Reflection on Psalm 92:1-4
It is good to give thanks to the Lord, to sing praises to the Most High. It is good to proclaim your unfailing love in the morning, your faithfulness in the evening, accompanied by a ten-stringed instrument, a harp, and the melody of a lyre. You thrill me, Lord, with all you have done for me! I sing for joy because of what you have done.
Amazing things happened on Sunday mornings at Serenity Village and Rehabilitation Center.1 Nearly everyone on the memory care unit had some form of dementia, including Alzheimer’s disease. As chaplain intern, I was responsible for assisting with the weekly worship services. It didn’t take me long to realize that the outward listlessness of some of the residents did not necessarily match what they were thinking and feeling inside.
I became acutely aware of this one Sunday morning during worship. The liturgical team had just read the scripture and prayed. Then we began to sing a hymn. One of the residents, who I initially thought was sleeping, began to smile. I knew then that he had been able to make a connection with what was being said and done during the service. Although this resident was not able to vocalize lyrics, he derived some pleasure from the music.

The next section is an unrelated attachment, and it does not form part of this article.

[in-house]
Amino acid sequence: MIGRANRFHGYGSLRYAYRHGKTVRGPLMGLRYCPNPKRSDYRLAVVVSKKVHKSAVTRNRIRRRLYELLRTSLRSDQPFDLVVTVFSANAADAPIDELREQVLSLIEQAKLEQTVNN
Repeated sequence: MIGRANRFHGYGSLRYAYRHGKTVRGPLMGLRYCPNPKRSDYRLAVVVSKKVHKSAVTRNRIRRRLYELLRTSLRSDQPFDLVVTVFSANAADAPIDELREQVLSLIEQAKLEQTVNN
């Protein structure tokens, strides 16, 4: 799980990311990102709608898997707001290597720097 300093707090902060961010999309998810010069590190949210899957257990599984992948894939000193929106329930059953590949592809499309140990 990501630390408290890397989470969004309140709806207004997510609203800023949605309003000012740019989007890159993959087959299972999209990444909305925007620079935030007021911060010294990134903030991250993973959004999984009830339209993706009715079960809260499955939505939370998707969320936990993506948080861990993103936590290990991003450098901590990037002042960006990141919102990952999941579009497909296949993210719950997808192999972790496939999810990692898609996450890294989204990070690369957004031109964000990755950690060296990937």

The deeper I delved into the matter, the more I became aware that spirituality, faith, and religious rituals seemed to be necessary for the overall well being of the Alzheimer’s patients at Serenity. Based on some research I had read, I believed that music tended to calm them down, alleviate their depression, and stimulate recollection of past events. I was also convinced that music therapy could reduce wandering and restlessness and increase chemicals in the brain that promoted sleep and eased anxiety.
Not only that; I noticed that music tended to awaken long dormant, but deeply embedded, memories. On another day when I was in the break room sitting with several residents who were listening to old hymns on the intercom, many of them appeared to be relishing the songs they heard. As I saw their faces light up, I asked, “Do you know this song?” In response, residents who hadn’t said a word in weeks responded haltingly with their recollections. They called up their stories in detail replete with descriptions of people, places, and circumstances, depending on their ability to express themselves verbally.
To my surprise, Mr. Crenshaw’s feet began to keep time with the rhythm. The heads of the other three residents who shared the table with us also began to bounce to the beat. Smiles brightened faces, and mouths flashed yellowing teeth as the mood changed in the common area. Different musical selections were played throughout the morning while CNAs went about the task of caring for those who had only these familiar songs to awaken memories that had been dormant for too long.
Amazing God, thank you for the gift of music. Amen.